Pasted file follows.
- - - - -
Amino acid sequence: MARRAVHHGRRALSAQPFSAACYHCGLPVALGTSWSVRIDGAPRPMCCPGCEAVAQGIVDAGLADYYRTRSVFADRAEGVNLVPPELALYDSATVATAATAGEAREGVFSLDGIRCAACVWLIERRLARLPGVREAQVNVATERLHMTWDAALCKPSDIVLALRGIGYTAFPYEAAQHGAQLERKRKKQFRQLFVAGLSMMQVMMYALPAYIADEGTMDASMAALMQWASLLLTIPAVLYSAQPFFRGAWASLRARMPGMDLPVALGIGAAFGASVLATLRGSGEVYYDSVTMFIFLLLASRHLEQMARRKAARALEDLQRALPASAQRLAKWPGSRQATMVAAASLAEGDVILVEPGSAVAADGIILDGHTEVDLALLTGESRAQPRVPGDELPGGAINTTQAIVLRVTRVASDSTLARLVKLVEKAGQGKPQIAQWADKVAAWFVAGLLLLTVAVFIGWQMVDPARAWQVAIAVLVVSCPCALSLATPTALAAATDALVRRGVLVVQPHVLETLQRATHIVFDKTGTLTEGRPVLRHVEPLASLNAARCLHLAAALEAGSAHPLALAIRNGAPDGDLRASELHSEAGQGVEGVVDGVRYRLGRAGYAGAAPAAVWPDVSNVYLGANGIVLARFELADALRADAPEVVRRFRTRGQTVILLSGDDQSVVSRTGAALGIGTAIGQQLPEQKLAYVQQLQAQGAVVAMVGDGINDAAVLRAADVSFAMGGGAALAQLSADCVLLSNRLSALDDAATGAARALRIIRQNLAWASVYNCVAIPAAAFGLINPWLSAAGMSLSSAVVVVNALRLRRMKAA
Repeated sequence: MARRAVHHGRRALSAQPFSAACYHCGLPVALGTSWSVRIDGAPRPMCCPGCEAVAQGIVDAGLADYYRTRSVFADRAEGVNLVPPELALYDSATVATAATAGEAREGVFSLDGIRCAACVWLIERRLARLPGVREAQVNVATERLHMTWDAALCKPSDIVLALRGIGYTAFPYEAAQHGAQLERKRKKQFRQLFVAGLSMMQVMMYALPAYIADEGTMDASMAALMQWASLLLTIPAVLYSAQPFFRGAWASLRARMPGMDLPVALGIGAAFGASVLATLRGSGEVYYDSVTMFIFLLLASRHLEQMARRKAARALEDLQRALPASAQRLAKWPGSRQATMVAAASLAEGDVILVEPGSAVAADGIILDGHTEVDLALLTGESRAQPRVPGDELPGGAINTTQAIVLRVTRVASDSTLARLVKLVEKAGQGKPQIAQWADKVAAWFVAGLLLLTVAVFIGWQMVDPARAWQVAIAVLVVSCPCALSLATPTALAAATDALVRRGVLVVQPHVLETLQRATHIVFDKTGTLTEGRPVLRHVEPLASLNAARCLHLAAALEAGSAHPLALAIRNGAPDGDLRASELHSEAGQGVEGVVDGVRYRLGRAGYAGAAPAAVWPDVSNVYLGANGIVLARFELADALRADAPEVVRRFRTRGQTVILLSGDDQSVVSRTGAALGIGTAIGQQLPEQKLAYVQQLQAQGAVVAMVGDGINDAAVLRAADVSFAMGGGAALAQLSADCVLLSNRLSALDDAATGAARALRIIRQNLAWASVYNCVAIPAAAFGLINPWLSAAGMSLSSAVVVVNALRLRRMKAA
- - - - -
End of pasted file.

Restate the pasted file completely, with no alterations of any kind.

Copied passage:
Amino acid sequence: MARRAVHHGRRALSAQPFSAACYHCGLPVALGTSWSVRIDGAPRPMCCPGCEAVAQGIVDAGLADYYRTRSVFADRAEGVNLVPPELALYDSATVATAATAGEAREGVFSLDGIRCAACVWLIERRLARLPGVREAQVNVATERLHMTWDAALCKPSDIVLALRGIGYTAFPYEAAQHGAQLERKRKKQFRQLFVAGLSMMQVMMYALPAYIADEGTMDASMAALMQWASLLLTIPAVLYSAQPFFRGAWASLRARMPGMDLPVALGIGAAFGASVLATLRGSGEVYYDSVTMFIFLLLASRHLEQMARRKAARALEDLQRALPASAQRLAKWPGSRQATMVAAASLAEGDVILVEPGSAVAADGIILDGHTEVDLALLTGESRAQPRVPGDELPGGAINTTQAIVLRVTRVASDSTLARLVKLVEKAGQGKPQIAQWADKVAAWFVAGLLLLTVAVFIGWQMVDPARAWQVAIAVLVVSCPCALSLATPTALAAATDALVRRGVLVVQPHVLETLQRATHIVFDKTGTLTEGRPVLRHVEPLASLNAARCLHLAAALEAGSAHPLALAIRNGAPDGDLRASELHSEAGQGVEGVVDGVRYRLGRAGYAGAAPAAVWPDVSNVYLGANGIVLARFELADALRADAPEVVRRFRTRGQTVILLSGDDQSVVSRTGAALGIGTAIGQQLPEQKLAYVQQLQAQGAVVAMVGDGINDAAVLRAADVSFAMGGGAALAQLSADCVLLSNRLSALDDAATGAARALRIIRQNLAWASVYNCVAIPAAAFGLINPWLSAAGMSLSSAVVVVNALRLRRMKAA
Repeated sequence: MARRAVHHGRRALSAQPFSAACYHCGLPVALGTSWSVRIDGAPRPMCCPGCEAVAQGIVDAGLADYYRTRSVFADRAEGVNLVPPELALYDSATVATAATAGEAREGVFSLDGIRCAACVWLIERRLARLPGVREAQVNVATERLHMTWDAALCKPSDIVLALRGIGYTAFPYEAAQHGAQLERKRKKQFRQLFVAGLSMMQVMMYALPAYIADEGTMDASMAALMQWASLLLTIPAVLYSAQPFFRGAWASLRARMPGMDLPVALGIGAAFGASVLATLRGSGEVYYDSVTMFIFLLLASRHLEQMARRKAARALEDLQRALPASAQRLAKWPGSRQATMVAAASLAEGDVILVEPGSAVAADGIILDGHTEVDLALLTGESRAQPRVPGDELPGGAINTTQAIVLRVTRVASDSTLARLVKLVEKAGQGKPQIAQWADKVAAWFVAGLLLLTVAVFIGWQMVDPARAWQVAIAVLVVSCPCALSLATPTALAAATDALVRRGVLVVQPHVLETLQRATHIVFDKTGTLTEGRPVLRHVEPLASLNAARCLHLAAALEAGSAHPLALAIRNGAPDGDLRASELHSEAGQGVEGVVDGVRYRLGRAGYAGAAPAAVWPDVSNVYLGANGIVLARFELADALRADAPEVVRRFRTRGQTVILLSGDDQSVVSRTGAALGIGTAIGQQLPEQKLAYVQQLQAQGAVVAMVGDGINDAAVLRAADVSFAMGGGAALAQLSADCVLLSNRLSALDDAATGAARALRIIRQNLAWASVYNCVAIPAAAFGLINPWLSAAGMSLSSAVVVVNALRLRRMKAA